Dry bulk shipping freight rates – as reflected in the Baltic Dry Index (BDI) – hit a new low on Nov. 20, 2015. The BDI slumped below the 500 mark on shipping’s Black Friday, its lowest point since the original Baltic Freight Index was launched in 1985. By comparison, back in May 2008, prior to the global financial crisis, the BDI was sailing high at 11,793 points. For vessel owners and operators, it has been a horrific few years for revenues and stock prices. For some it has meant pulling out of the business or declaring bankruptcy.

The BDI is compiled by London-based Baltic Exchange and pulls together separate indices covering the Capesize, Panamax, Supramax and Handysize sectors (see chart, page 72) based on regular input by route from shipbrokers from around the world. Because of the structure of the global dry bulk shipping fleet, which in terms of capacity is dominated by the larger vessel classes, the BDI’s performance is heavily loaded to reflect the fortunes of the power and steel sectors which consume the dominant cargoes shipped in larger bulkers – iron ore and coal.

Demand growth for both cargoes has been falling, not least due to the economic slowdown in China where imports of both major bulks has dropped sharply, adding to the general global bearish market for commodities.

Excess vessel supply has also played a major role: orders for bulk carriers were at record levels around the time of the global financial crisis and since then many owners have continued placing orders to take advantage of low shipyard prices in expectation of a market recovery. Although this year newbuilding deliveries have been cut and demolitions have increased, the global bulk fleet still grew some 2.1% in the first nine months of the year, according to figures from shipping organization Bimco.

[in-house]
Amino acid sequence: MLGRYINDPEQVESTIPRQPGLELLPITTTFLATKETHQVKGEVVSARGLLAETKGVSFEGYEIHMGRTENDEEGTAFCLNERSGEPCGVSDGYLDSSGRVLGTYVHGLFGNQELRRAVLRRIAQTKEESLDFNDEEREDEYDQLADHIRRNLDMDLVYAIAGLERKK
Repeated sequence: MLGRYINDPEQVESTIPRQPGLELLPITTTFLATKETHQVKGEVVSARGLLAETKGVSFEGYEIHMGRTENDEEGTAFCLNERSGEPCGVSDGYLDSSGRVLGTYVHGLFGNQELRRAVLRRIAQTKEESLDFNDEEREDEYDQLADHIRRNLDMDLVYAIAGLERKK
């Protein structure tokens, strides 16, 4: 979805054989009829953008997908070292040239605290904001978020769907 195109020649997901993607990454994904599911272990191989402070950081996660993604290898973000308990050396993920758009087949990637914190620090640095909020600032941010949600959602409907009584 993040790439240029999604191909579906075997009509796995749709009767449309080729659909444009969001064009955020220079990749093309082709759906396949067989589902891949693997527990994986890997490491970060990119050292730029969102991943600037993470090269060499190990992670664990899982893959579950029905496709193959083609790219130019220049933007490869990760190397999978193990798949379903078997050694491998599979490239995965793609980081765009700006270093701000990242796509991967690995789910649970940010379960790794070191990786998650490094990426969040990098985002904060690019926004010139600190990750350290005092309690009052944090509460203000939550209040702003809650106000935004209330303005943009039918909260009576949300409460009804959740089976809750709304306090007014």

The upshot has been something of a perfect storm for ship owners, sometimes with dire consequences. For example, Japanese carrier Daiichi Chuo Kisen Kaisha has already filed for protection from creditors, citing four years of losses. And both Global Maritime Investments Cyprus and China’s Winland Ocean Shipping Corp have filed for Chapter 11 bankruptcy protection in the United States in recent months. More bulk carrier companies are expected to follow.

The upside for grain shippers has been lower freight costs. U.S. Gulf to E.U. rates were down to $10 per tonne of heavy grain on Nov. 17, 2015, compared to $17 per tonne a year earlier. U.S. Gulf to Japan prices were also down at $28 per tonne on Nov. 17, compared to $45 a year before.